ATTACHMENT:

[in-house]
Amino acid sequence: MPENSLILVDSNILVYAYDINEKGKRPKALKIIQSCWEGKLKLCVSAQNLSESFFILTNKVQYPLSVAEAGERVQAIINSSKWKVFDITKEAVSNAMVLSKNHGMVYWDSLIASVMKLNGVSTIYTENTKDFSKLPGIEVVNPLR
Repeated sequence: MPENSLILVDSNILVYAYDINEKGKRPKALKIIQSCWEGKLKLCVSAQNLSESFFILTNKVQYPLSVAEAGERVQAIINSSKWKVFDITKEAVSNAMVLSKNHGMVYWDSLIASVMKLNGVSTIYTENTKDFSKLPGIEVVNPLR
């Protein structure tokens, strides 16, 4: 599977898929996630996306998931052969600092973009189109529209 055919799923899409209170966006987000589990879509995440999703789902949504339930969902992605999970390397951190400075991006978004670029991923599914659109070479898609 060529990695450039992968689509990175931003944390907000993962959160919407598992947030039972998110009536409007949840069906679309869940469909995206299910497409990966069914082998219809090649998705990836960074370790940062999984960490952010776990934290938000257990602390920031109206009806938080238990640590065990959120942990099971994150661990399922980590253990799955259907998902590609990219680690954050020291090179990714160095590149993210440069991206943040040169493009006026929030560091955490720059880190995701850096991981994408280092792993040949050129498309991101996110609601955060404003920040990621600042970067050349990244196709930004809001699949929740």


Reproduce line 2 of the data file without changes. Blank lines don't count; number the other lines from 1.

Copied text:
Amino acid sequence: MPENSLILVDSNILVYAYDINEKGKRPKALKIIQSCWEGKLKLCVSAQNLSESFFILTNKVQYPLSVAEAGERVQAIINSSKWKVFDITKEAVSNAMVLSKNHGMVYWDSLIASVMKLNGVSTIYTENTKDFSKLPGIEVVNPLR